Substrains may arise for any of the following reasons:
Numerous studies report physiological and behavioral differences among substrains. As examples:
Once a subcolony is determined to be a substrain, it should be given a laboratory code that consists of one to five letters identifying the institute, laboratory or investigator that produced and/or maintains a particular animal strain. Laboratory codes are assigned by the Institute of Laboratory Animal Research (ILAR).
Substrain differences may be particularly important to immunologists, whose studies depend on well-defined, homogenous backgrounds. In fact, immunologists seem to uncover more genotypic variations in inbred strains than do other scientists, perhaps because the molecular traits they often investigate are more sensitive than are other traits to subtle changes (Bailey DW. 1982. Immunology Today 3:210-14).
Reports of actual confounding scientific results due to 129 substrain differences have served as a wake-up call to the research community. The 129 strain originated in 1928 and has since differentiated into numerous substrains. Because embryonic stem (ES) cells derived from 129 mice colonize germlines so efficiently, the 129 strain is one of the most widely used strains in genetic studies. However, for decades ES cell lines from numerous 129 substrains were used with little attention to their differences, in spite of the following problems:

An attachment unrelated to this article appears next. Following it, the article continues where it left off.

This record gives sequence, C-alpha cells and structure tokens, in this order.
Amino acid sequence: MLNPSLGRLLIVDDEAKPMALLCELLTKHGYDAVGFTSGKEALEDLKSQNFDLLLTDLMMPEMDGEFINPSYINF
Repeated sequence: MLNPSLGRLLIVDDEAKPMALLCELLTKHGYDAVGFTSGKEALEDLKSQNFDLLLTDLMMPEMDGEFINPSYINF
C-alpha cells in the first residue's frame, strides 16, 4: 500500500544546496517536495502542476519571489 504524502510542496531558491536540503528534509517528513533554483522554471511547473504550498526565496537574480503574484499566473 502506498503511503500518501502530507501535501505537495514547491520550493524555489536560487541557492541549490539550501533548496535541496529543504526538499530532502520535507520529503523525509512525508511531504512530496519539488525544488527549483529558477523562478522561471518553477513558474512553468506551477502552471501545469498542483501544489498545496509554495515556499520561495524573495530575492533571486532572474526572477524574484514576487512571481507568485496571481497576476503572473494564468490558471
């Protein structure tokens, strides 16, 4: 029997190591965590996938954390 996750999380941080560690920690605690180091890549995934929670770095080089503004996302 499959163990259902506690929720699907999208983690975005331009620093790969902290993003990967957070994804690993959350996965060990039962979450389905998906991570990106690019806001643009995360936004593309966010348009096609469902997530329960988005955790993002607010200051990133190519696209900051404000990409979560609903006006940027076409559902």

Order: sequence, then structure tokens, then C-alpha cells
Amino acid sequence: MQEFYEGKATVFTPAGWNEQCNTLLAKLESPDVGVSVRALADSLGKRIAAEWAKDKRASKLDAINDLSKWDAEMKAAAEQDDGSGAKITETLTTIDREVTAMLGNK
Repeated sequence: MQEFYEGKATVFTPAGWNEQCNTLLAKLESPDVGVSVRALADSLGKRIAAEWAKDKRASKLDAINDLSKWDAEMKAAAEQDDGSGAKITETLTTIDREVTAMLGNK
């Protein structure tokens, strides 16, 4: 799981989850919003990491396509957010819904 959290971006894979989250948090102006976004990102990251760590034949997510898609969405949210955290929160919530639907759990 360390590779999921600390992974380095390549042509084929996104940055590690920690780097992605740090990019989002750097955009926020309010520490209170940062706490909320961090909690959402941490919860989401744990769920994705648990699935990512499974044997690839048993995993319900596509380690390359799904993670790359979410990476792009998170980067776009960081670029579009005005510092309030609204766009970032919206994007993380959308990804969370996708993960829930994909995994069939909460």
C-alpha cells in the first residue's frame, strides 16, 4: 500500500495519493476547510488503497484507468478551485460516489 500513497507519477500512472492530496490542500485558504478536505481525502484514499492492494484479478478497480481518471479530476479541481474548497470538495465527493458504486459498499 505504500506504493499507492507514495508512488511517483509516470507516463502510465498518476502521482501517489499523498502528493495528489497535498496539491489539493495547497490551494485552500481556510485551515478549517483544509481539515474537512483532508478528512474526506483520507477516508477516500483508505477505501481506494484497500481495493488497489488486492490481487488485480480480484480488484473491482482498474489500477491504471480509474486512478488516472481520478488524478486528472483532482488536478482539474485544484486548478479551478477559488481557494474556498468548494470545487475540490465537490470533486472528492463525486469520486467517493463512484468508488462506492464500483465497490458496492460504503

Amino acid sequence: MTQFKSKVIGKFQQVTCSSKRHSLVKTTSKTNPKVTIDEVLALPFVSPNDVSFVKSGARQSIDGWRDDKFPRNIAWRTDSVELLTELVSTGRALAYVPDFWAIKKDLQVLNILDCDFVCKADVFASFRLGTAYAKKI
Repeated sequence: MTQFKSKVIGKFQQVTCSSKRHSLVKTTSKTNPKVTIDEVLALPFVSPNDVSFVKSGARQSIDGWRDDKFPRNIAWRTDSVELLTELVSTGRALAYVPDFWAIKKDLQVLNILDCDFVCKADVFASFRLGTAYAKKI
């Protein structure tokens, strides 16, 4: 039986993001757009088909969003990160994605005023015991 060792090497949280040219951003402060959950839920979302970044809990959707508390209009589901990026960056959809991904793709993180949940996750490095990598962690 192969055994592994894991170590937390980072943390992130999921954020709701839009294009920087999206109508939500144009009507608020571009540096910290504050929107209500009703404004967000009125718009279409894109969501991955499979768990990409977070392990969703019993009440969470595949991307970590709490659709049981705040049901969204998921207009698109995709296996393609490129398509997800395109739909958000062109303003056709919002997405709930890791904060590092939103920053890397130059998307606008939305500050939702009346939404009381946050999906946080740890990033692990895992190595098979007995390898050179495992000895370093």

1) The origin and the reported physiological differences between 129 substrains used to be unknown (Hogan B. Beddington R, Costantini F, Lacy E. 1994. Manipulating the mouse embryo: a laboratory manual, 2nd ed. Cold Spring Harbor (NY)).
2) Many loci in the R1 ES cell line appeared to be heterozygous.
In 1997, Threadgill and his colleagues decided to conduct a thorough molecular analysis of the relatedness of various 129 substrains. They found that strain 129/SvJ is significantly different from other 129 substrains and should be more accurately classified as a recombinant congenic strain (129X/Sv) derived from 129/Sv and an unknown strain "X."
Genetic differences between 129 substrains* explained why:
* Petkov and his colleagues (Petkov et al. 2004), using a panel of SNPs, determined that 129X1/SvJ has genetic contributions from C57BL/6J on Chromosomes 5, 7, 14, 18, and 19, and from BALB/cJ on Chromosomes 7, 8, 10, 18, 19, and X, suggesting that the "X" in 129X1/SvJ is an F1 hybrid between C57BL/6J and BALB/cJ.
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